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Quantum weirdness and surrealism

A joint exploration of early modern physics and the surreal art movement shows these twentieth-century revolutions had more in common than we thought, explains Philip Ball.

Surrealism, Art and Modern Science

Yale University Press: 2008. 294 pp. $60.009780300098877 | ISBN: 978-0-3000-9887-7

Surrealist artists working in the early twentieth century, including André Breton, Max Ernst, Man Ray and Salvador Dalí, disorientated their audiences using odd, ambiguous juxtapositions and distortions of objects and images. Around the same time, relativity and quantum theory unsettled scientists with notions of plastic time and space, multiple truths and challenges to causality.

Roberto Matta's The Vertigo of Eros conveys the collisions and confusions of modern physics. Credit: © ADAGP, PARIS AND DACS, LONDON 2008/© 2007 MUS. OF MODERN ART, NEW YORK/SCALA FLORENCE

Surrealism, Art and Modern Science shows the links are explicit, not a superficial analogy applied in retrospect. The Surrealist artists referred repeatedly to relativity and quantum mechanics in their writings. Dalí intended his drooping watches to allude to distorted space-time, describing them as a “soft Camembert of time and space”. Gavin Parkinson's study removes any contention about the connection between surrealism and physics, and makes you wonder why it was not made before.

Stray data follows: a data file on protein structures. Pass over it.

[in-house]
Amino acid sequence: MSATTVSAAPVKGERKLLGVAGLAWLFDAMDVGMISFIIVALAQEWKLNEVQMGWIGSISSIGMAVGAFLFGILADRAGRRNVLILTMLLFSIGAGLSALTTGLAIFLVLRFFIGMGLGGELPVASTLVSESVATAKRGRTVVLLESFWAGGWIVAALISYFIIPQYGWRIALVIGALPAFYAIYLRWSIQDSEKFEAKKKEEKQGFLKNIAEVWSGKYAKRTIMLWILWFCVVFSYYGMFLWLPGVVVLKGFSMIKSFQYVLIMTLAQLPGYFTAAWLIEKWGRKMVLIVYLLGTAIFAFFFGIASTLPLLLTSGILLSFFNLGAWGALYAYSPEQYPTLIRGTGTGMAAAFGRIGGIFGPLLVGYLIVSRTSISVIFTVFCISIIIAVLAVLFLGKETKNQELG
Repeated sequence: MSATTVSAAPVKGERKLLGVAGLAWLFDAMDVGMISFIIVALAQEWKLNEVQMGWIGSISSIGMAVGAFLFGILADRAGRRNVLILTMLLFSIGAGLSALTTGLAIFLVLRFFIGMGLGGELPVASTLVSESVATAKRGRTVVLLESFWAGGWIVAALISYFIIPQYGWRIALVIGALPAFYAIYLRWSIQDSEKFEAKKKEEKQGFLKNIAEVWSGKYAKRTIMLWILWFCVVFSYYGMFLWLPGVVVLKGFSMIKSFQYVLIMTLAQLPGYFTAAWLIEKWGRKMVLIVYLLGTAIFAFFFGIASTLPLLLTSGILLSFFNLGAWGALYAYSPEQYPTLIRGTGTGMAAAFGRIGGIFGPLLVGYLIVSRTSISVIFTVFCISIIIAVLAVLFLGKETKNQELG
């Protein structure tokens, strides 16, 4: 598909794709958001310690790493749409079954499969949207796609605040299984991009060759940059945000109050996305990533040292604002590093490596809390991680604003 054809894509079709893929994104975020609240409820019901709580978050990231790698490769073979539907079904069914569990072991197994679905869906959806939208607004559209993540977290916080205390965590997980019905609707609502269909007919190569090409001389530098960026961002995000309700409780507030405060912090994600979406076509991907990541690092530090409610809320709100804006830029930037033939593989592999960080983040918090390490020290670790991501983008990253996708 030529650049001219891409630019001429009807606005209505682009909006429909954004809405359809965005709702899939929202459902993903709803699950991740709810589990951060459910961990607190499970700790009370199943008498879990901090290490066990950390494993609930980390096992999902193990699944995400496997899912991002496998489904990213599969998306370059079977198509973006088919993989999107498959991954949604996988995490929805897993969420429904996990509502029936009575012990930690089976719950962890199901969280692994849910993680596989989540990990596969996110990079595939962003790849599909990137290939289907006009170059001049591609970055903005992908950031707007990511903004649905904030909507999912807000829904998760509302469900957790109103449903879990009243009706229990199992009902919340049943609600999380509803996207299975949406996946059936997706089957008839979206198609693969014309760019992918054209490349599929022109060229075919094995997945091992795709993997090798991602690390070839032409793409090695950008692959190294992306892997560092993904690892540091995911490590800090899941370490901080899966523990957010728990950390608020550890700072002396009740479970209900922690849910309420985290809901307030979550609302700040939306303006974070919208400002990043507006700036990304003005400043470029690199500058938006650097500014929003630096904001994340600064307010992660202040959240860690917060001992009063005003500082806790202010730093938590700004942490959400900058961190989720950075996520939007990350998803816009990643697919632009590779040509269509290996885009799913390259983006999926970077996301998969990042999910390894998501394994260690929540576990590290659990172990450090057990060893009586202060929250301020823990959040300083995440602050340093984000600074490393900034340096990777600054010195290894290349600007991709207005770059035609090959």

An art historian at the Courtauld Institute in London, Parkinson paints a engrossing picture of the period between the 1920s and 1940s, when modernism flourished and created an intellectual ferment that spawned numerous highbrow journals wherein art and science met. He challenges the simple view of physicist and writer C. P. Snow that the 'Two Cultures' of art and science have nothing to say to each other, and, even if they did, no mutual language in which to speak it.

An important bridge between the Surrealists and physicists was The New Scientific Spirit, a book published in 1934 by the French philosopher Gaston Bachelard. Trained in chemistry and physics, Bachelard became steeped in the proto-Surrealist poetry of Paul Éluard and Paul Valéry. Seeing the progression of science as a series of jumps rather than gradual advance, a position now attributed to science historian Thomas Kuhn, Bachelard considered his own times to be a period of rapid intellectual change. During revolutionary epochs, he said, there is a moment when old notions have shattered but new ones have not yet crystallized, when one must consider seemingly irrational ideas that are propelled by their own momentum.